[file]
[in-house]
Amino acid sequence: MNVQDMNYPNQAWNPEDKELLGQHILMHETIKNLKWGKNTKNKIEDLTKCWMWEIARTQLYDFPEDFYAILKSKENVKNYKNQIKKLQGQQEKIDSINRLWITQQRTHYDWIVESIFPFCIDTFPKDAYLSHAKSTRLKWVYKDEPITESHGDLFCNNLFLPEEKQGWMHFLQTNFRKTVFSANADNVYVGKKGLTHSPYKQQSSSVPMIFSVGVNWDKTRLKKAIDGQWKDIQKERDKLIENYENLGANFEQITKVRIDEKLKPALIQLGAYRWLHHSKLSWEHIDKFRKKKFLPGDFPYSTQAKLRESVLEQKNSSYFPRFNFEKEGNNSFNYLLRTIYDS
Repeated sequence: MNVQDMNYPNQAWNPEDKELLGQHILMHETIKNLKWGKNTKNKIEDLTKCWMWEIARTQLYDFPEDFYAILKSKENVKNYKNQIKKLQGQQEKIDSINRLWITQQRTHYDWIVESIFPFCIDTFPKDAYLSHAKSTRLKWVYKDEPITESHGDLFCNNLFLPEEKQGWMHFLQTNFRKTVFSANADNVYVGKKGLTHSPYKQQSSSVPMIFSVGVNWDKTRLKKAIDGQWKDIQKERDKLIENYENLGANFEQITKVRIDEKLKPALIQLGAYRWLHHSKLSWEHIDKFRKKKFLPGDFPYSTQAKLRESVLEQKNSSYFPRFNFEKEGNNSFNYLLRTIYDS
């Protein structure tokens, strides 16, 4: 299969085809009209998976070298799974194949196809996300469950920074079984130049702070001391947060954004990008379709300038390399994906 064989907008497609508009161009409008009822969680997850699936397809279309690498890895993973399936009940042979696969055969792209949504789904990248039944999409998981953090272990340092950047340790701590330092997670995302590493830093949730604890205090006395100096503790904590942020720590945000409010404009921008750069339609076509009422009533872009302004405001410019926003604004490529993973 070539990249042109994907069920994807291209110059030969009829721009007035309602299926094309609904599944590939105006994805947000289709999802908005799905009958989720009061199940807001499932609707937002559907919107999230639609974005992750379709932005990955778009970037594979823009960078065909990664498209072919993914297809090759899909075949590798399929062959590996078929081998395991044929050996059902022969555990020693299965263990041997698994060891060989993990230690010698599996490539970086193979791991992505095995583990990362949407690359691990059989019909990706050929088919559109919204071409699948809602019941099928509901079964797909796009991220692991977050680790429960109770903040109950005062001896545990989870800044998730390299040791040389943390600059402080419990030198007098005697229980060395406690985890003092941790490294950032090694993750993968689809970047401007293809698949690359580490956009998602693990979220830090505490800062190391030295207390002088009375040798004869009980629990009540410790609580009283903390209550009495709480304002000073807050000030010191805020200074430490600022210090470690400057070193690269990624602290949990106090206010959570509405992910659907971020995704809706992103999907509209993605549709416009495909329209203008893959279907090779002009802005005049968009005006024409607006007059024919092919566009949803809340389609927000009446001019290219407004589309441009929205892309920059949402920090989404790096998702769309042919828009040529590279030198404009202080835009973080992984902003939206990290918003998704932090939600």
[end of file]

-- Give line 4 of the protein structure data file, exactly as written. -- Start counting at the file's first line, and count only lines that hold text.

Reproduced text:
């Protein structure tokens, strides 16, 4: 299969085809009209998976070298799974194949196809996300469950920074079984130049702070001391947060954004990008379709300038390399994906 064989907008497609508009161009409008009822969680997850699936397809279309690498890895993973399936009940042979696969055969792209949504789904990248039944999409998981953090272990340092950047340790701590330092997670995302590493830093949730604890205090006395100096503790904590942020720590945000409010404009921008750069339609076509009422009533872009302004405001410019926003604004490529993973 070539990249042109994907069920994807291209110059030969009829721009007035309602299926094309609904599944590939105006994805947000289709999802908005799905009958989720009061199940807001499932609707937002559907919107999230639609974005992750379709932005990955778009970037594979823009960078065909990664498209072919993914297809090759899909075949590798399929062959590996078929081998395991044929050996059902022969555990020693299965263990041997698994060891060989993990230690010698599996490539970086193979791991992505095995583990990362949407690359691990059989019909990706050929088919559109919204071409699948809602019941099928509901079964797909796009991220692991977050680790429960109770903040109950005062001896545990989870800044998730390299040791040389943390600059402080419990030198007098005697229980060395406690985890003092941790490294950032090694993750993968689809970047401007293809698949690359580490956009998602693990979220830090505490800062190391030295207390002088009375040798004869009980629990009540410790609580009283903390209550009495709480304002000073807050000030010191805020200074430490600022210090470690400057070193690269990624602290949990106090206010959570509405992910659907971020995704809706992103999907509209993605549709416009495909329209203008893959279907090779002009802005005049968009005006024409607006007059024919092919566009949803809340389609927000009446001019290219407004589309441009929205892309920059949402920090989404790096998702769309042919828009040529590279030198404009202080835009973080992984902003939206990290918003998704932090939600």